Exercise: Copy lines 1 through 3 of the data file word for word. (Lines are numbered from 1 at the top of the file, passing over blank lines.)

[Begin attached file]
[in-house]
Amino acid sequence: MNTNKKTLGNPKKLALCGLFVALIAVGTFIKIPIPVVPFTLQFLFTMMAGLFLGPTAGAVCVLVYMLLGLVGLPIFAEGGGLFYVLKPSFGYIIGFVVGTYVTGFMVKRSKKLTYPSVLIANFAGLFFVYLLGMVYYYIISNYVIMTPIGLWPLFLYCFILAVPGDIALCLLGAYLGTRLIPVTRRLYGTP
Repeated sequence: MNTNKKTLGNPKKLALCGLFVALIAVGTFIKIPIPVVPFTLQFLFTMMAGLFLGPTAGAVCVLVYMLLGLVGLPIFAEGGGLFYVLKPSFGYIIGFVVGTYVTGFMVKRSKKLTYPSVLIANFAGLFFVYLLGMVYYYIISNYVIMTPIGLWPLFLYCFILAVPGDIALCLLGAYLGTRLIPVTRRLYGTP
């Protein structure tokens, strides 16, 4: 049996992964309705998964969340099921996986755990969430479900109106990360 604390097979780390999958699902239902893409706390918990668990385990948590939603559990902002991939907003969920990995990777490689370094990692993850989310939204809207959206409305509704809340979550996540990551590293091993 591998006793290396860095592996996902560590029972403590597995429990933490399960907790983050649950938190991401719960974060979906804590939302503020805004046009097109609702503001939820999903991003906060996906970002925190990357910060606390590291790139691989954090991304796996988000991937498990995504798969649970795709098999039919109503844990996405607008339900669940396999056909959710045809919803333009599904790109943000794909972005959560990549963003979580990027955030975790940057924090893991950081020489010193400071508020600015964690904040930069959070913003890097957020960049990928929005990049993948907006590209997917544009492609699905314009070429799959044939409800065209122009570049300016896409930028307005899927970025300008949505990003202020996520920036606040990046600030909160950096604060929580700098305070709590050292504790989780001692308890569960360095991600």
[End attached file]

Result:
[in-house]
Amino acid sequence: MNTNKKTLGNPKKLALCGLFVALIAVGTFIKIPIPVVPFTLQFLFTMMAGLFLGPTAGAVCVLVYMLLGLVGLPIFAEGGGLFYVLKPSFGYIIGFVVGTYVTGFMVKRSKKLTYPSVLIANFAGLFFVYLLGMVYYYIISNYVIMTPIGLWPLFLYCFILAVPGDIALCLLGAYLGTRLIPVTRRLYGTP
Repeated sequence: MNTNKKTLGNPKKLALCGLFVALIAVGTFIKIPIPVVPFTLQFLFTMMAGLFLGPTAGAVCVLVYMLLGLVGLPIFAEGGGLFYVLKPSFGYIIGFVVGTYVTGFMVKRSKKLTYPSVLIANFAGLFFVYLLGMVYYYIISNYVIMTPIGLWPLFLYCFILAVPGDIALCLLGAYLGTRLIPVTRRLYGTP